"Saddam Is an Idiot, but He's Right About Bush"

Readers are divided on an interview with Paul Berman, the author of "Terror and Liberalism."


Salon Staff
March 26, 2003 1:00AM (UTC)

[Read the interview.]

Paul Berman is little different from Sayyid Qutb. He is just another utopian intellectual promoting his personal vision on how to make the world a better place through violence. Of course, he wants to promote liberal democracy instead of Islamic fascism, but he does not sound very different from 19th century imperialists who talked about taking up the white man's burden to bring enlightenment to the heathens.

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The basis of international relations is that aggressive war is illegal and immoral. The only war that can be justified is a war of self-defense. Iraq does not pose a threat to the world or even to its neighbors. Israel could destroy Iraq in a heartbeat. No credible experts or intelligence agencies believe that Saddam Hussein currently poses any realistic threat to the world. All that we hear from the administration and the media is mindless war propaganda.

Saddam Hussein would not have been able to create any of his weapons of mass destruction without their sale by Western nations like the U.S. and the U.K. and other European countries. The way to prevent this situation from happening again is for Western nations to stop proliferating these weapons to their Third World proxies.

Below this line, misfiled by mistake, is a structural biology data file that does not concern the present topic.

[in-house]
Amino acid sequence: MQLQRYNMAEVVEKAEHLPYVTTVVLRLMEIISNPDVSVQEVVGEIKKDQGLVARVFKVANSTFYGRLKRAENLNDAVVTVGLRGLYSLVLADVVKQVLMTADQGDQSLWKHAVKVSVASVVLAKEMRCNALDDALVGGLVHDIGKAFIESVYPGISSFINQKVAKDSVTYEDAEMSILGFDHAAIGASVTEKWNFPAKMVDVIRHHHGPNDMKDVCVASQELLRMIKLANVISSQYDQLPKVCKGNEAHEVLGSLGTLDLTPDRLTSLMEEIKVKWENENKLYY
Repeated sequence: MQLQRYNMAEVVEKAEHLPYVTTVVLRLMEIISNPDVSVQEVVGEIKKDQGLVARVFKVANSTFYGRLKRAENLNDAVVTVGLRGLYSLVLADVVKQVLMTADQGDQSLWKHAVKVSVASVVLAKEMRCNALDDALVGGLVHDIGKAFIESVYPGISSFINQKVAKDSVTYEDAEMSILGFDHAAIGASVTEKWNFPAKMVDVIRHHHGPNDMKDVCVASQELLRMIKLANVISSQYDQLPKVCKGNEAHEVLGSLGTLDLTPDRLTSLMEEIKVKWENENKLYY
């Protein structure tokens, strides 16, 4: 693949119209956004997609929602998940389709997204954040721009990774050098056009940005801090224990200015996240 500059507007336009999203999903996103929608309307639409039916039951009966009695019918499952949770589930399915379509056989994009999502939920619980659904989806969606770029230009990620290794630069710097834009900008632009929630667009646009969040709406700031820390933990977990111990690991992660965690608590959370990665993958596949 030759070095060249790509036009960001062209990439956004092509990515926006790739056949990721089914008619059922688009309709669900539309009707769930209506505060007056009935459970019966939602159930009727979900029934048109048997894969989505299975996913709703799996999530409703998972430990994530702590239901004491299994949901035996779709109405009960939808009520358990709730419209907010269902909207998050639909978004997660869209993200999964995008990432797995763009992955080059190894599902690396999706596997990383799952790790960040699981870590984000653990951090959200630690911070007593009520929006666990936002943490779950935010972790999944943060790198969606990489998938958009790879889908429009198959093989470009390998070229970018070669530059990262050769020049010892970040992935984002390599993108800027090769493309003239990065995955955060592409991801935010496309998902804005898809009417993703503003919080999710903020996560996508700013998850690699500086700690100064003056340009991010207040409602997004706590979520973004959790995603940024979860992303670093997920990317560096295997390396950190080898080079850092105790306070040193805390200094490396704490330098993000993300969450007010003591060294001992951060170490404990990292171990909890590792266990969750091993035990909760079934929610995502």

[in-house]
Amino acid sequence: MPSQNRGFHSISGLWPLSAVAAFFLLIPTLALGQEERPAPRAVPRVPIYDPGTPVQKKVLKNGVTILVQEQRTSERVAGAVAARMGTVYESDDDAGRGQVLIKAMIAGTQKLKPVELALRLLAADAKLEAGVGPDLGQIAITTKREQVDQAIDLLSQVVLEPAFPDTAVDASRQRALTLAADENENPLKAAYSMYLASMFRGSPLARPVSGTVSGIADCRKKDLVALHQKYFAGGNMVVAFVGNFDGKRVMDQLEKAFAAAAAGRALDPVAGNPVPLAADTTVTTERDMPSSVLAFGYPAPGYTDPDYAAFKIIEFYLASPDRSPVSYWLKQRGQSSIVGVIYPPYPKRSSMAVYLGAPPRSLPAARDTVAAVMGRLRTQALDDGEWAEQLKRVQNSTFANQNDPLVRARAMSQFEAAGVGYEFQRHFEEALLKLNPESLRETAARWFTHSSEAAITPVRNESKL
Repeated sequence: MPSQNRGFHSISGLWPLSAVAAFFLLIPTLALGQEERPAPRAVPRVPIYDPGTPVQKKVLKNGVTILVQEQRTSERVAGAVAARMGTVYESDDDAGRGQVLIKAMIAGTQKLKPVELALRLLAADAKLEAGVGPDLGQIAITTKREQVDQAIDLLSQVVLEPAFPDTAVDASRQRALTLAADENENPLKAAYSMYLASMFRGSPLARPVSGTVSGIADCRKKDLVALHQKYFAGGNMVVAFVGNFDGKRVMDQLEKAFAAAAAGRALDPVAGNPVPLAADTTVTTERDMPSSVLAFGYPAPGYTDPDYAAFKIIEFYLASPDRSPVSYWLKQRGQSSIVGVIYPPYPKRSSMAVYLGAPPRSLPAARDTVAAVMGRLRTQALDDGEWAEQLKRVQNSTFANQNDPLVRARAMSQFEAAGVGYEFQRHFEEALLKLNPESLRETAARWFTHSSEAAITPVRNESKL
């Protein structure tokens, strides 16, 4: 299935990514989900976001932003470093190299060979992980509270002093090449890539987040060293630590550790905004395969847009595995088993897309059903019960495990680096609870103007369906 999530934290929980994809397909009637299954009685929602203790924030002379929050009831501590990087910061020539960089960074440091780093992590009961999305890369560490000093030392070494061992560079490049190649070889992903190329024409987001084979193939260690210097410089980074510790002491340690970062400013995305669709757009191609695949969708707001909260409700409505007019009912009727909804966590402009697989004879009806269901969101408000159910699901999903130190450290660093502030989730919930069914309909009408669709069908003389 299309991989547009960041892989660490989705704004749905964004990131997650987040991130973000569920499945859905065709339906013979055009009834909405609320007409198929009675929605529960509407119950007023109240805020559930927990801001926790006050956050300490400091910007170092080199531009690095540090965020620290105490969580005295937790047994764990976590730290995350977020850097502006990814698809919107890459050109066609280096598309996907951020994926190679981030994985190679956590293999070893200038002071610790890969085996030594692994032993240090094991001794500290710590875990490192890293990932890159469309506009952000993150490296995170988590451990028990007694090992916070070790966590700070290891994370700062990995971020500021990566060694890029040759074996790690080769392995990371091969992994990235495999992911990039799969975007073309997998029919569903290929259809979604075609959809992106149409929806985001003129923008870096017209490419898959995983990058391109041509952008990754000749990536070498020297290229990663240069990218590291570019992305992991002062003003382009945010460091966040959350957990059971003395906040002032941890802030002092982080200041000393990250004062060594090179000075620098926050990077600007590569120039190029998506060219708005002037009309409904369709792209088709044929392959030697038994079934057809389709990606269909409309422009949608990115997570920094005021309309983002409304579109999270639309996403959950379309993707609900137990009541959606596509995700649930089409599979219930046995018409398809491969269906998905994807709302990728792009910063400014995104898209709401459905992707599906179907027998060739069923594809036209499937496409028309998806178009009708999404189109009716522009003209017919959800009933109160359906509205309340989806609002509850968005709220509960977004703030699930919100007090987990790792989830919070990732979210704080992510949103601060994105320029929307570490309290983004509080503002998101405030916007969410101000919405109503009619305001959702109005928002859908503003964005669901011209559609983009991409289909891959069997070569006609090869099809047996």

Afghanistan is not a shining moment in U.S. history. The U.S. has once again betrayed Afghanistan. The country is descending into the same type of warlord anarchy that existed prior to the Taliban. Except for Kabul, the plight of women is every bit as repressed as it was before. We can also be certain that when the U.S. prevails in Iraq, the result will not be the liberal democracy that Paul Berman hopes for, but either the promotion of a new, more amenable Saddam Hussein or civil war, death, destruction and anarchy.

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-- Martin Kannengieser

Your interview with Paul Berman was thoughtful and important. Thank you for printing it; but please take it a step further. Who and where are the movements and organizations working for liberal values in the Middle East (and elsewhere) and how can we help them?